Every time I am back,
my mother will often tell me
with a straight face, “Men are like that.”
Till full of doubt, and ridden with guilt
of not being wife enough,
I pack my bags eager to leave.

Then when I am on the point of return,
when I tell myself, that he is
after all a good father,
even though not a good husband,
when I am convinced that it is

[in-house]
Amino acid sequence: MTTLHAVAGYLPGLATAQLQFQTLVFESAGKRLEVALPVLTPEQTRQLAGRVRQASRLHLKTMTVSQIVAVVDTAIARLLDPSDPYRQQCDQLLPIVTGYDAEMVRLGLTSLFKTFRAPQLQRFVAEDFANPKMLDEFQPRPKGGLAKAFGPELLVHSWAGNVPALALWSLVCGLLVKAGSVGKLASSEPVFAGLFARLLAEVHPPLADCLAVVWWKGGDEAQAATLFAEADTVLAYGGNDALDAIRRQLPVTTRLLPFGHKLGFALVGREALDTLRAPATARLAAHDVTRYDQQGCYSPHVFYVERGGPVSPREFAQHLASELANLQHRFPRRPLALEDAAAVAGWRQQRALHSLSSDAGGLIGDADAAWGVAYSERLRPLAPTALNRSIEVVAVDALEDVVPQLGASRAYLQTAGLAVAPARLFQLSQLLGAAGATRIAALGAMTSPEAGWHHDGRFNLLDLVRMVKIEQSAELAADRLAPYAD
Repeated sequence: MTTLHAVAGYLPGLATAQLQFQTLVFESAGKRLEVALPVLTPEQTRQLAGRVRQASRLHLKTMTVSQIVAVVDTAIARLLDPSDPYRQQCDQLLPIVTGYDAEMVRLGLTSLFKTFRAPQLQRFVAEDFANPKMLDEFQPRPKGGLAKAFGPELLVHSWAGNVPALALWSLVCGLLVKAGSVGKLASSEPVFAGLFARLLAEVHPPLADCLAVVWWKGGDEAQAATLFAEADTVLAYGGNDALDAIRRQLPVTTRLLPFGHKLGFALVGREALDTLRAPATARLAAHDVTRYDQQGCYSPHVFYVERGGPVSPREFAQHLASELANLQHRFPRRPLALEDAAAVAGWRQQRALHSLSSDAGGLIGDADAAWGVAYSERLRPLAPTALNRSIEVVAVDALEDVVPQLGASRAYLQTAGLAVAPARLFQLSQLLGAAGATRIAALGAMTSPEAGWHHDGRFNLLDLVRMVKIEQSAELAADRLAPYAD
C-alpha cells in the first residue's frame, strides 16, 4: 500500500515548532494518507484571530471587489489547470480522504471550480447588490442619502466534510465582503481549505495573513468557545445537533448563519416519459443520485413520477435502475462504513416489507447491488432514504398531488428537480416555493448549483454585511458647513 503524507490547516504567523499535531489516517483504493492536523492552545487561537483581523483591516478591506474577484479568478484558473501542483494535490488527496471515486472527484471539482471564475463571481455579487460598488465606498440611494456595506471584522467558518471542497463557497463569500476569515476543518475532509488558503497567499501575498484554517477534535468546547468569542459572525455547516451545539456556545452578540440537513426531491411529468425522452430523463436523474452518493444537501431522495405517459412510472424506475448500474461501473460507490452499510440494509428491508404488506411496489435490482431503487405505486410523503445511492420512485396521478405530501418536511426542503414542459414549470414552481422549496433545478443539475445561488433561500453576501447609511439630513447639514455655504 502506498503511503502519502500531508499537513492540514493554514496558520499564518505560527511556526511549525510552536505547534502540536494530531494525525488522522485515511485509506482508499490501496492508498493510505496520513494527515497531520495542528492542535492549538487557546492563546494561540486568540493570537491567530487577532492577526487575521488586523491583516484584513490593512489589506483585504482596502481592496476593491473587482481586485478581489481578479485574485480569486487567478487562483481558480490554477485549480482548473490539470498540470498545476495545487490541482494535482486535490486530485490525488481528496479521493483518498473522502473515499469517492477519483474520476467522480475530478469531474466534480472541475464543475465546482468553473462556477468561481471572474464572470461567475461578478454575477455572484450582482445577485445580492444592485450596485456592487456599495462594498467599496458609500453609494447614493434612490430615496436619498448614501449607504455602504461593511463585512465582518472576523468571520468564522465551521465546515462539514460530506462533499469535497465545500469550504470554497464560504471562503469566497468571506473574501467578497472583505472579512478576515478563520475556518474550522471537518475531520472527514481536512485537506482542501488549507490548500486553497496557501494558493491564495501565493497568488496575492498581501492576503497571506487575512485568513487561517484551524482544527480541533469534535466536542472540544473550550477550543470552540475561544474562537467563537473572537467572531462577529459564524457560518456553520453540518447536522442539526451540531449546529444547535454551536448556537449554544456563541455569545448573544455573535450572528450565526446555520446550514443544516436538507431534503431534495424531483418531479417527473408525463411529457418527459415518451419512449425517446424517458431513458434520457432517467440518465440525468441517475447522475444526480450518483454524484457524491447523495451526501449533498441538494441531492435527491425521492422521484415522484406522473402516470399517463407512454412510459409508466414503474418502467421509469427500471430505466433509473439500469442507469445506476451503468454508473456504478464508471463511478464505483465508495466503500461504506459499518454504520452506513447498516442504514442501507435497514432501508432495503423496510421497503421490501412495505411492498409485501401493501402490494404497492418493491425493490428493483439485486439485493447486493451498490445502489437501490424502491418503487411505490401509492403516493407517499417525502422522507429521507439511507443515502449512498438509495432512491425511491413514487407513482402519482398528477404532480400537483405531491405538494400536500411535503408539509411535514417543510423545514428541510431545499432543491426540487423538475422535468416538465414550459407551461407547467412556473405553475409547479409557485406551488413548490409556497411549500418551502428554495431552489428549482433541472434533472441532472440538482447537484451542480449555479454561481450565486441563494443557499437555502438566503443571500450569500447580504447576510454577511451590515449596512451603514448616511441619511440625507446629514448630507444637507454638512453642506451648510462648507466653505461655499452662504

after all my fault somehow,
my mother will say somewhat sadly,
“Your father was not always good to me.
But I held on you know,
for the children, for you and your brother.”
At that moment the cluster of keys
tied to the end of her sari,
will jingle,
as though a love song,
the sum of a woman’s life;
and she will have passed on the conspiracy of silence,
from one generation to another.

Tapti Bose’s writings have been published by Feminism in India and Women’s Web. She lives in Kolkata.

Featured image: Harini Calamur/Flickr (CC BY-NC-ND 2.0)